The household—that is, the family—is the primary estate and the site of our most important earthly vocations. The family is God’s ongoing creation of humanity, the foundation of culture, and the image of our relationship with God on earth. God brings us to existence by means of fathers and mothers and thus assigns us to a family—including all our siblings, aunts, uncles, cousins, grandparents, and a lineage going back to Adam and Eve. We all hold some vocations in family—in the offices of husband and wife, father and mother, son and daughter.
We usually think of “vocation” as another word for “job.” Luther classified economic activity as part of the household—how families make a living. But doing so also provides goods, services, and other blessings to the members of other families. Thus we have vocations in the workplace.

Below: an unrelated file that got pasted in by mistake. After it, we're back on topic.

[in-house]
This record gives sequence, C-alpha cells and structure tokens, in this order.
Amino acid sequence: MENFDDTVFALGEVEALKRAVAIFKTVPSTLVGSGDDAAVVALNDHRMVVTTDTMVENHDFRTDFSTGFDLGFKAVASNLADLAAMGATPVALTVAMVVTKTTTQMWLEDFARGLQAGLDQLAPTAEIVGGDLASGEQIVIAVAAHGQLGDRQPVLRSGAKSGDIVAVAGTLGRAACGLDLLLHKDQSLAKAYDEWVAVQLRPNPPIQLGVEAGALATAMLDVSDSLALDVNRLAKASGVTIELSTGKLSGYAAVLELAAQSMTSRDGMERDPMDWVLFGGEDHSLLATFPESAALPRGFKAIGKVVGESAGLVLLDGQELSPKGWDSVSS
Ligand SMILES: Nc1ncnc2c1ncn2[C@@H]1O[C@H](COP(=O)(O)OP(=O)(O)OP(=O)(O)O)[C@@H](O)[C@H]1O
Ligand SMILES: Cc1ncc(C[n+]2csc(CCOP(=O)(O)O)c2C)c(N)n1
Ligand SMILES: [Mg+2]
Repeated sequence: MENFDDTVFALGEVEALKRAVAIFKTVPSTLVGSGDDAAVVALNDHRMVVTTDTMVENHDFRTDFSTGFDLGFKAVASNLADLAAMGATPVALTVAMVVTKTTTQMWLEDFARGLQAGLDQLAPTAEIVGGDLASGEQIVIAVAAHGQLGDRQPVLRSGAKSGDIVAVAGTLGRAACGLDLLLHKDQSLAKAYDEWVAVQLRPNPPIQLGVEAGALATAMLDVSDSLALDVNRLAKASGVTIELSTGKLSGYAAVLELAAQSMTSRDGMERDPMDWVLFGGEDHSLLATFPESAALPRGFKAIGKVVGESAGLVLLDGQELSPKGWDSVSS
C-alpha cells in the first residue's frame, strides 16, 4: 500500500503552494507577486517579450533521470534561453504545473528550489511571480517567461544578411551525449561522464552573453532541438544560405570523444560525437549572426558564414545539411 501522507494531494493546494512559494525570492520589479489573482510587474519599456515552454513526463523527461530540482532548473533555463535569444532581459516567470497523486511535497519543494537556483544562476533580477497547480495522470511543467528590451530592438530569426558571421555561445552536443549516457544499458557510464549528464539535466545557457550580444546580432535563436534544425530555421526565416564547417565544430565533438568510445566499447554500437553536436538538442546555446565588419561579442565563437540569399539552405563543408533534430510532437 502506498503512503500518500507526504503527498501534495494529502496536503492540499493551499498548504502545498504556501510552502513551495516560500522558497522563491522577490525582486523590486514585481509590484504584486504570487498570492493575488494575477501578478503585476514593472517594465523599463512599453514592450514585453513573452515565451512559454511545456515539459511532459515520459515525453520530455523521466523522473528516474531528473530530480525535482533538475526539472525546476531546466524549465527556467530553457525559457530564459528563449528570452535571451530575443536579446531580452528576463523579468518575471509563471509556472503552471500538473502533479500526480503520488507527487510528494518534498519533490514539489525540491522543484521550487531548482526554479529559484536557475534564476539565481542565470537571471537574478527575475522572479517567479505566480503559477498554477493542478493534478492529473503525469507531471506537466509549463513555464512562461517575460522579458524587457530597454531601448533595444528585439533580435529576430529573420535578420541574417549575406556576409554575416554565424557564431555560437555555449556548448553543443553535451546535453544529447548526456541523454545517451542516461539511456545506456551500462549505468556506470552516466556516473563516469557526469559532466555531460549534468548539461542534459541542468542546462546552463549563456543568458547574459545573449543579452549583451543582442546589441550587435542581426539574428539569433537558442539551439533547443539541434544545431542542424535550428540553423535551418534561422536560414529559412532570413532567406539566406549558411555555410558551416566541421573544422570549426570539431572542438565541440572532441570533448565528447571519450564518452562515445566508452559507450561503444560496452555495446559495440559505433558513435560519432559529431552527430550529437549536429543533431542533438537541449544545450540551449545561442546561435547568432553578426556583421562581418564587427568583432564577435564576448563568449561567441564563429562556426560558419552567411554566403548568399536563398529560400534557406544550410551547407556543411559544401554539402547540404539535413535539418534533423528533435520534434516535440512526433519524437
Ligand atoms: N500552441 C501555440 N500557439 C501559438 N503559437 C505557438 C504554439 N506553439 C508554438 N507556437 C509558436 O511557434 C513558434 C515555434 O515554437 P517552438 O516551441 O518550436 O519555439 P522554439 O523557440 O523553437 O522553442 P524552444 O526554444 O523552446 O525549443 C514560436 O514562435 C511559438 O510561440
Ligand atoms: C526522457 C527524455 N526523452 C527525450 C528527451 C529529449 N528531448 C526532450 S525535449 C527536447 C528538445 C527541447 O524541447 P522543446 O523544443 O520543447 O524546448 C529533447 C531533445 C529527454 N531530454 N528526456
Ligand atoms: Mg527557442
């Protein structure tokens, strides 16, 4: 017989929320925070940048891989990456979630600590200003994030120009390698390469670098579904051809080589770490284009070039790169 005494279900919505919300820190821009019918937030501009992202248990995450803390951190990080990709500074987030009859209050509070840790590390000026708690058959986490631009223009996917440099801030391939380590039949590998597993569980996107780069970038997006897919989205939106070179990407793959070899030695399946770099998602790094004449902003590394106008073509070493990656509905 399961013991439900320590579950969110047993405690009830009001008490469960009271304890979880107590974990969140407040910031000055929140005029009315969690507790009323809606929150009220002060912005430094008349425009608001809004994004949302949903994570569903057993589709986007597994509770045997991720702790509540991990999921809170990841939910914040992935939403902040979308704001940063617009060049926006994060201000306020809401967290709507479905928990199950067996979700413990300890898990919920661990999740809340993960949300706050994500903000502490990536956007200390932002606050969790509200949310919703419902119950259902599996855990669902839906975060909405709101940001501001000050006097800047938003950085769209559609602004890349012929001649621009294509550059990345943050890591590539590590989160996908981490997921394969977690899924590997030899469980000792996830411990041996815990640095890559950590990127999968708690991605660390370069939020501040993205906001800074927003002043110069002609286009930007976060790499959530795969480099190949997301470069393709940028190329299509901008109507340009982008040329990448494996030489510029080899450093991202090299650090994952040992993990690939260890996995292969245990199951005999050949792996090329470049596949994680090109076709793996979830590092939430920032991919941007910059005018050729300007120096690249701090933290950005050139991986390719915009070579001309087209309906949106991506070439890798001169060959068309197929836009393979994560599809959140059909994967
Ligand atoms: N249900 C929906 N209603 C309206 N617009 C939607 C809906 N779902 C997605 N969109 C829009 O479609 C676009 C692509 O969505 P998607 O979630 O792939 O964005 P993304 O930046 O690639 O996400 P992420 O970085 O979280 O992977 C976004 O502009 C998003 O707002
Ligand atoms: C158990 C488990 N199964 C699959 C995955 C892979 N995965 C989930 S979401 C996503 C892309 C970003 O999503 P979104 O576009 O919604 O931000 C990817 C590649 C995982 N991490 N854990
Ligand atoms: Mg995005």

God’s love; our love
The purpose of every vocation is to love and serve our neighbours. God is always calling us to love Him and to love our neighbour as ourselves (Matthew 22:37-40; Mark 12:29-31; Luke 10:26-28). This applies for every estate and in every office. In the church, pastors are to love and serve their congregations, and laypeople are to love and serve their pastors and fellow Christians. In the state, rulers are to love and serve their people, and citizens are to love and serve each other. In the family, husbands love and serve their wives, who love and serve their husbands; parents love and serve their children, while children love and serve their parents. In the workplace, workers of every kind are to love and serve their customers. Each vocation has its own set of neighbours whom we are to love and serve with the particular tasks we are called to perform.